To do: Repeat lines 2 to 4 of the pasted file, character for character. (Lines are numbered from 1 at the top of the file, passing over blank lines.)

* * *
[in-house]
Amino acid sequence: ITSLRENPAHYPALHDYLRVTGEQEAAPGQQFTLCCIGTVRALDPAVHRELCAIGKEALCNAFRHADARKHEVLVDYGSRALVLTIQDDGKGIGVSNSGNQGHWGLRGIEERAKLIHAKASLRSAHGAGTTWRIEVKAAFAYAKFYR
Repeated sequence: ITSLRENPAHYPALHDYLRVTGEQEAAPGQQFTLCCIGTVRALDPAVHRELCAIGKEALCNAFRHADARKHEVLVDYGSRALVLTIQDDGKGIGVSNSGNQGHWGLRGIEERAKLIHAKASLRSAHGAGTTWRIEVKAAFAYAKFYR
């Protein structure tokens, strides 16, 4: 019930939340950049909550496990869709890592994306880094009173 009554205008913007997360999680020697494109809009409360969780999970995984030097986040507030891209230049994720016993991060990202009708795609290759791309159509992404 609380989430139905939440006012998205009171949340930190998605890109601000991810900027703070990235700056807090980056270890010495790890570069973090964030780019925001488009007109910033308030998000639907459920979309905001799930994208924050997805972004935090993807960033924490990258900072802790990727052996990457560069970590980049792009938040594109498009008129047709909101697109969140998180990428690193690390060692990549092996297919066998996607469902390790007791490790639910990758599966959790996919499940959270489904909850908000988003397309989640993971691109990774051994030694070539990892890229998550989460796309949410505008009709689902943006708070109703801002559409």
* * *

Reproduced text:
Amino acid sequence: ITSLRENPAHYPALHDYLRVTGEQEAAPGQQFTLCCIGTVRALDPAVHRELCAIGKEALCNAFRHADARKHEVLVDYGSRALVLTIQDDGKGIGVSNSGNQGHWGLRGIEERAKLIHAKASLRSAHGAGTTWRIEVKAAFAYAKFYR
Repeated sequence: ITSLRENPAHYPALHDYLRVTGEQEAAPGQQFTLCCIGTVRALDPAVHRELCAIGKEALCNAFRHADARKHEVLVDYGSRALVLTIQDDGKGIGVSNSGNQGHWGLRGIEERAKLIHAKASLRSAHGAGTTWRIEVKAAFAYAKFYR
């Protein structure tokens, strides 16, 4: 019930939340950049909550496990869709890592994306880094009173 009554205008913007997360999680020697494109809009409360969780999970995984030097986040507030891209230049994720016993991060990202009708795609290759791309159509992404 609380989430139905939440006012998205009171949340930190998605890109601000991810900027703070990235700056807090980056270890010495790890570069973090964030780019925001488009007109910033308030998000639907459920979309905001799930994208924050997805972004935090993807960033924490990258900072802790990727052996990457560069970590980049792009938040594109498009008129047709909101697109969140998180990428690193690390060692990549092996297919066998996607469902390790007791490790639910990758599966959790996919499940959270489904909850908000988003397309989640993971691109990774051994030694070539990892890229998550989460796309949410505008009709689902943006708070109703801002559409």